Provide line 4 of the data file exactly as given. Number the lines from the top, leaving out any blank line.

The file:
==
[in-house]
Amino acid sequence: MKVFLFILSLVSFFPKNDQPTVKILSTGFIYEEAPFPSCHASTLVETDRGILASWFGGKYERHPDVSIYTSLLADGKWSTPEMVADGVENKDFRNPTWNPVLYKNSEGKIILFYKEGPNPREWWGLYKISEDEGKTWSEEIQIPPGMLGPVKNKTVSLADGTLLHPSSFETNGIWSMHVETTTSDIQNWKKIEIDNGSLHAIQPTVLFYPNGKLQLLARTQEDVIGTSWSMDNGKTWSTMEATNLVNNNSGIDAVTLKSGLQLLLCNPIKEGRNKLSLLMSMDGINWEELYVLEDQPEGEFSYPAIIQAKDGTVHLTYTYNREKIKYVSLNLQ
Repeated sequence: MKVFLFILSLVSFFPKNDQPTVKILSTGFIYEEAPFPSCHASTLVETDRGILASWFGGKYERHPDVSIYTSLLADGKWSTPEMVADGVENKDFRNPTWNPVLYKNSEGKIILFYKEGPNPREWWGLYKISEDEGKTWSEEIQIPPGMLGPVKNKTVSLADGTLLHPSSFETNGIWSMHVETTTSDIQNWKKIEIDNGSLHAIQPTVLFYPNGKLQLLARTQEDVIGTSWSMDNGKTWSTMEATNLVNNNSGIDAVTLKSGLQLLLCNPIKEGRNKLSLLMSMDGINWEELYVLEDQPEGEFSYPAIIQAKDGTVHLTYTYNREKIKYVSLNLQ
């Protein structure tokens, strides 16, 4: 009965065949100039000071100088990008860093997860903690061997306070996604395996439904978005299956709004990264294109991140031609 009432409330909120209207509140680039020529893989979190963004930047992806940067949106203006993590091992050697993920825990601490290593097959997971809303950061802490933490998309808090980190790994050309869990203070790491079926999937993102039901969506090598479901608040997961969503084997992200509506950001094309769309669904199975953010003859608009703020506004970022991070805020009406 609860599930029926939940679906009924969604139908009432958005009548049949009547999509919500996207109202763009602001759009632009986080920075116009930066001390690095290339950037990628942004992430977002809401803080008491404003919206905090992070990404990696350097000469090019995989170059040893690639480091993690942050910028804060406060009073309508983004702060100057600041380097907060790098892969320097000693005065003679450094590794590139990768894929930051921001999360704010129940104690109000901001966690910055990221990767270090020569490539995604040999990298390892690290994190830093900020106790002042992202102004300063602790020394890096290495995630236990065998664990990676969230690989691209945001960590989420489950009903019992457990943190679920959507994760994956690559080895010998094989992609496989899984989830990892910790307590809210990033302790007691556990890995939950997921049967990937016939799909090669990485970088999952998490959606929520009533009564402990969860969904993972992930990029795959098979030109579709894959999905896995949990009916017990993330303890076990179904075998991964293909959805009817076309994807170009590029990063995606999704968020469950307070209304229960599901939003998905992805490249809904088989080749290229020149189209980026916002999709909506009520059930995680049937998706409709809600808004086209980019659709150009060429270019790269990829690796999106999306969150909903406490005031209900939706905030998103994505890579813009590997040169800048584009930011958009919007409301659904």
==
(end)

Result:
């Protein structure tokens, strides 16, 4: 009965065949100039000071100088990008860093997860903690061997306070996604395996439904978005299956709004990264294109991140031609 009432409330909120209207509140680039020529893989979190963004930047992806940067949106203006993590091992050697993920825990601490290593097959997971809303950061802490933490998309808090980190790994050309869990203070790491079926999937993102039901969506090598479901608040997961969503084997992200509506950001094309769309669904199975953010003859608009703020506004970022991070805020009406 609860599930029926939940679906009924969604139908009432958005009548049949009547999509919500996207109202763009602001759009632009986080920075116009930066001390690095290339950037990628942004992430977002809401803080008491404003919206905090992070990404990696350097000469090019995989170059040893690639480091993690942050910028804060406060009073309508983004702060100057600041380097907060790098892969320097000693005065003679450094590794590139990768894929930051921001999360704010129940104690109000901001966690910055990221990767270090020569490539995604040999990298390892690290994190830093900020106790002042992202102004300063602790020394890096290495995630236990065998664990990676969230690989691209945001960590989420489950009903019992457990943190679920959507994760994956690559080895010998094989992609496989899984989830990892910790307590809210990033302790007691556990890995939950997921049967990937016939799909090669990485970088999952998490959606929520009533009564402990969860969904993972992930990029795959098979030109579709894959999905896995949990009916017990993330303890076990179904075998991964293909959805009817076309994807170009590029990063995606999704968020469950307070209304229960599901939003998905992805490249809904088989080749290229020149189209980026916002999709909506009520059930995680049937998706409709809600808004086209980019659709150009060429270019790269990829690796999106999306969150909903406490005031209900939706905030998103994505890579813009590997040169800048584009930011958009919007409301659904």